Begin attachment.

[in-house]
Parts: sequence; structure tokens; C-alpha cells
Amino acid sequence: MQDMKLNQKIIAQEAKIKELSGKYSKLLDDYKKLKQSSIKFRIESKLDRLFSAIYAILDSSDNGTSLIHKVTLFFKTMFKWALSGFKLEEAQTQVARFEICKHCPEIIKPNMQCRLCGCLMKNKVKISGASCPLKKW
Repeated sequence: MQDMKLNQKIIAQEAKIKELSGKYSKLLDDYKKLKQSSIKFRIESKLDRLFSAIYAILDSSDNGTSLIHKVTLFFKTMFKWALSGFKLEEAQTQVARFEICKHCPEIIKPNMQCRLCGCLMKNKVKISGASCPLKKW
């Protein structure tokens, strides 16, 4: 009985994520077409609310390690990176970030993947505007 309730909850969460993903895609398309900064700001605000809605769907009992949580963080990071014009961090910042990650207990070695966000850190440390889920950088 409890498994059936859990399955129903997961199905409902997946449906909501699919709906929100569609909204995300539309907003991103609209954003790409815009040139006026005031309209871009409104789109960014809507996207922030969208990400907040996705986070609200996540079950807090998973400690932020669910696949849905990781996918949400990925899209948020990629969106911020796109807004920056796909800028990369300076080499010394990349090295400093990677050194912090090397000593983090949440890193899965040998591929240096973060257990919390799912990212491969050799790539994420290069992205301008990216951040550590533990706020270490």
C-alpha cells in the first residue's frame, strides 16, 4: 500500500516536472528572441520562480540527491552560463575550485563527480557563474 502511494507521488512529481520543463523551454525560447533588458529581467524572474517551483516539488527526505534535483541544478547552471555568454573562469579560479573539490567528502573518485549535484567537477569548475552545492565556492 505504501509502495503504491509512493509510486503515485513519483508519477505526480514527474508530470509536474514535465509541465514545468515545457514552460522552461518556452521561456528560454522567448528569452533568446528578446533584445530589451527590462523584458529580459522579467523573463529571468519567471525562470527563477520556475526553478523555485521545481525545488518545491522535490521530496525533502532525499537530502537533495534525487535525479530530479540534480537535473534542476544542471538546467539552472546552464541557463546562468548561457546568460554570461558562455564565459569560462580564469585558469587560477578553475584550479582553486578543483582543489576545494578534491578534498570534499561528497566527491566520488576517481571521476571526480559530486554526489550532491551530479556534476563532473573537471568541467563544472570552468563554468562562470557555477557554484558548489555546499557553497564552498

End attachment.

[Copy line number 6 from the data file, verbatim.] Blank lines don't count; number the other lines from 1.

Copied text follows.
C-alpha cells in the first residue's frame, strides 16, 4: 500500500516536472528572441520562480540527491552560463575550485563527480557563474 502511494507521488512529481520543463523551454525560447533588458529581467524572474517551483516539488527526505534535483541544478547552471555568454573562469579560479573539490567528502573518485549535484567537477569548475552545492565556492 505504501509502495503504491509512493509510486503515485513519483508519477505526480514527474508530470509536474514535465509541465514545468515545457514552460522552461518556452521561456528560454522567448528569452533568446528578446533584445530589451527590462523584458529580459522579467523573463529571468519567471525562470527563477520556475526553478523555485521545481525545488518545491522535490521530496525533502532525499537530502537533495534525487535525479530530479540534480537535473534542476544542471538546467539552472546552464541557463546562468548561457546568460554570461558562455564565459569560462580564469585558469587560477578553475584550479582553486578543483582543489576545494578534491578534498570534499561528497566527491566520488576517481571521476571526480559530486554526489550532491551530479556534476563532473573537471568541467563544472570552468563554468562562470557555477557554484558548489555546499557553497564552498